On 30th July 2019, the Greek Data Protection Authority (the DPA) has published the decision number 26/2019, regarding a company and the processing of its employees’ data.
According to the complaint received by the DPA, the Company in question has asked its employees to sign declarations of consent for the processing of their data by the Company, including the following: (a) their express consent for any processing of their data that is taking place by the Company at the moment or in the future, (b) consent to any processing and/or sharing of their data by third parties or Company’s clients, according to company’s business interests, (c) implied consent to video-recording of the working environment.
The Company claimed that consent was not the only legal basis for the processing, but that processing was allowed based on the employment contract (article 6(1)(b) of GDPR), however failed to prove what would happen in case the employee revokes or denies to provide its consent, by stating that a secondary legal basis for processing existed and the employees were promptly informed about the processing in any occasion.
EU’s General Data Protection Regulation 2016/679 (the GDPR) sets various principles for processing of personal data; fair and transparent processing, the principle of purpose limitation and, of course, the accountability, meaning a controller has to implement the necessary measures to comply with GDPR and to demonstrate its effectiveness. Article 6 of GDPR sets the legal grounds in accordance to which the controller could lawfully process personal data; such as consent, compliance with a legal obligation, to perform a contract, etc.
DPA pointed out that the principles of lawful, fair and transparent processing of personal data require the consent to be used as the legal basis only where other legal bases do not apply so that once the initial choice has been made, it is impossible to swap to a different legal basis. In case the data subject withdraws his or her consent, it is not allowed to carry on the processing of personal data under a different legal basis. DPA noted that where the legal basis of consent is properly applied, in the sense that no other legal basis is applicable, refusal of consent or its withdrawal is equivalent to an absolute prohibition on the processing of personal data.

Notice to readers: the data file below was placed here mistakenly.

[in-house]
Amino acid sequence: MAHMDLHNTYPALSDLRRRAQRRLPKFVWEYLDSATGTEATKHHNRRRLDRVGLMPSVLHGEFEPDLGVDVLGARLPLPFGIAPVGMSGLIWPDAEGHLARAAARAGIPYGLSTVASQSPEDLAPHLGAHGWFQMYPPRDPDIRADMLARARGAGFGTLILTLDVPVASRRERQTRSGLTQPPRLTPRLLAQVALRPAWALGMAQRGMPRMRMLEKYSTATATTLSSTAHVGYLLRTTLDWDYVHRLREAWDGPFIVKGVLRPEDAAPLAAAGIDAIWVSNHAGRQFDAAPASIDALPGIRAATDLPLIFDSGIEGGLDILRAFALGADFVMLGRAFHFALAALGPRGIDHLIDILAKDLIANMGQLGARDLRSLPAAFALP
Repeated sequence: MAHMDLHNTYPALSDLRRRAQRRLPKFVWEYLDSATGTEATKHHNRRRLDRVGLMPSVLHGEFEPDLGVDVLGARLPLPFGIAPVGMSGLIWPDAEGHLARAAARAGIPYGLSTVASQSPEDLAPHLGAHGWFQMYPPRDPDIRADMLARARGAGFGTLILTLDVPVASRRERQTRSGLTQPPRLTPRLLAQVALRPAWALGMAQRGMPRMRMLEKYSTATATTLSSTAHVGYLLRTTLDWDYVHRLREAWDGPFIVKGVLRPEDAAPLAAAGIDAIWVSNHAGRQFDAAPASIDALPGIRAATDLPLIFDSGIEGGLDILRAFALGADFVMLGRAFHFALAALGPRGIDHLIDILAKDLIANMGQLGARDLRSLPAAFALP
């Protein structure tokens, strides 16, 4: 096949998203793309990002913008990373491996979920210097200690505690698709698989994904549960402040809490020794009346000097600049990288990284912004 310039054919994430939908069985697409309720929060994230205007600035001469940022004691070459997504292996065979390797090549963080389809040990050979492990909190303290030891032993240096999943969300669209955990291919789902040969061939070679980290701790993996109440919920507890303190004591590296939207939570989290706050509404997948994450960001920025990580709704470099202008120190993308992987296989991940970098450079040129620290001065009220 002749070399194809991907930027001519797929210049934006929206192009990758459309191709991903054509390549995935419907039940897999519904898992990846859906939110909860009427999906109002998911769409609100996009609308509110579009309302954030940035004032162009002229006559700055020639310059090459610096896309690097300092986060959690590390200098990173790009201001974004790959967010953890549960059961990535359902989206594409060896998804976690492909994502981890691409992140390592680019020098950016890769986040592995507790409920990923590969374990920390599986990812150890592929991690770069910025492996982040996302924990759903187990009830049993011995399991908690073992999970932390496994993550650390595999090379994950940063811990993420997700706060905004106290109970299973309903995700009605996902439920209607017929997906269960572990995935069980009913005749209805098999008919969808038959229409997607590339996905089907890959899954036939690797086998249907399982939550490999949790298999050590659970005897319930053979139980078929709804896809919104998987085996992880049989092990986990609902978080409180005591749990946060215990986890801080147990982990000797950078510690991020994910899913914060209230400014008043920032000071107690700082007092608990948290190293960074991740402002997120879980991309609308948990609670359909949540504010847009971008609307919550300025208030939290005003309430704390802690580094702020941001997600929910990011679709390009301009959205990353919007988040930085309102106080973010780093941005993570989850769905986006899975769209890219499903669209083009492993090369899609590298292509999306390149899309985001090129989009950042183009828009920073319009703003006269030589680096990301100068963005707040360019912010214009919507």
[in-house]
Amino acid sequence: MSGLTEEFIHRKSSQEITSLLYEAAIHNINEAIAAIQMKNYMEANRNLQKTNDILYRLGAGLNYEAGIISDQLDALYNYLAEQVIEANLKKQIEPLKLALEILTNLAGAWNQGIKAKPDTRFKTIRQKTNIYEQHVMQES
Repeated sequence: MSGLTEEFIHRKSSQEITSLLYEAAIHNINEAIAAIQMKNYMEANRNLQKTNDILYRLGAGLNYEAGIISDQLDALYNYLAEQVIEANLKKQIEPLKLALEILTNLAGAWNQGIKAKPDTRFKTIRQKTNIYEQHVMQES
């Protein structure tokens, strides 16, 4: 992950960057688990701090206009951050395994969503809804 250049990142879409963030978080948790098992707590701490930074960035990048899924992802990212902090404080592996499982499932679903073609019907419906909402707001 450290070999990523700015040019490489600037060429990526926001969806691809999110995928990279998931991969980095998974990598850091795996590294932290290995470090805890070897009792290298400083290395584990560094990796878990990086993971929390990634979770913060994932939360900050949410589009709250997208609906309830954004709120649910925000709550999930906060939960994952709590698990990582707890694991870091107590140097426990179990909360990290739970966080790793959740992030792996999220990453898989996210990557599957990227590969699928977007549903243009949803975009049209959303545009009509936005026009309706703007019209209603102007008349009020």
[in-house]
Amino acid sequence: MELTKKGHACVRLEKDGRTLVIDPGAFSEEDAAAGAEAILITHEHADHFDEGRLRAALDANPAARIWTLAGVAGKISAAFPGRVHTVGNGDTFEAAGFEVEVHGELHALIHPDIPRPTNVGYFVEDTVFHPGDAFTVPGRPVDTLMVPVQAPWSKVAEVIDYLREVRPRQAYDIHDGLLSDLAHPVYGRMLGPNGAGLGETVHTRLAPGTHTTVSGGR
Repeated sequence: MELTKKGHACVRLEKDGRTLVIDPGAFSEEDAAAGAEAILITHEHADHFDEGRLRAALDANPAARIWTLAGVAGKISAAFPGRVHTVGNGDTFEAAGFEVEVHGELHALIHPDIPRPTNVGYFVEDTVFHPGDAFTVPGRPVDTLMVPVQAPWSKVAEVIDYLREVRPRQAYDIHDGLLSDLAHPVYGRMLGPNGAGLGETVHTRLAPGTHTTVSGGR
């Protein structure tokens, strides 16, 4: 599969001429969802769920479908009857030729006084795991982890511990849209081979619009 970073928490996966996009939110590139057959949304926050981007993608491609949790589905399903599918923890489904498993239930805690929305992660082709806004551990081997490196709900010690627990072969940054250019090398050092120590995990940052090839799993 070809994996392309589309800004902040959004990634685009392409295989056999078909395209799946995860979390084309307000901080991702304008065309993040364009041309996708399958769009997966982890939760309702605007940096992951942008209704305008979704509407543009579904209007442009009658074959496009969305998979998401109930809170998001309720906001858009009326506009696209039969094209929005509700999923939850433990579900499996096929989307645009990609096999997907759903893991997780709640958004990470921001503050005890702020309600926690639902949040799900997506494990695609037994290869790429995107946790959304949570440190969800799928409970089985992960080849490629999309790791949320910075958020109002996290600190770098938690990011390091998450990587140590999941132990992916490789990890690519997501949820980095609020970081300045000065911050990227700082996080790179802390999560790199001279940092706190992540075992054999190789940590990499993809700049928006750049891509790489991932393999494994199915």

Furthermore, DPA stressed out that consent of data subjects in the context of employment relations cannot be regarded as freely given due to the clear imbalance between the parties. In the above case, the choice of consent as legal basis was inappropriate as the processing was intended to carry out acts directly linked to the performance of employment contracts i.e.compliance with legal obligations to which the controller is subject and the effective operation of the company (legitimate interest). DPA emphasized that where the controller has doubts concerning the lawfulness of the processing, the controller must remove those doubts before processing or refrain from processing until the doubts have been removed.
The DPA found that the Company has unlawfully processed personal data, (ii) in an unfair and non-transparent manner (by giving false impression for the legal basis of the processing), and (iii) failed to demonstrate compliance with Article 5(1) of GDPR, thus violated the principle of accountability (Article 5(2) of GDPR) and imposed an administrative fine of €150.000.
Although many can argue that the fine imposed could be considered as disproportionate to the violation, the DPA was right to find that the Company used false legal basis for the processing. It is important for businesses to understand the ‘consent’ should only be used when none of the other legal bases apply.
Especially for employers, consent is rarely a legal basis, as it only applies when the employer provides an option to the employees to enter a scheme, or a health insurance plan, or publishing their photo on the Company’s website. In these occasions, the employee shall have the right to deny or withdraw his/her consent, without affecting his/her career in anyway. In case the employee withdraws his/her consent, the employer must immediately cease the processing of the data, for example by removing the employee’s photograph from the website. This could not be applicable if the employer is obliged by the employment legislation to hold employees’ data, therefore the employers should be careful when drafting such consent documents or the privacy notices according to Article 13 of GDPR.
Full text of the decision can be found here.
You can read the Summary in English.
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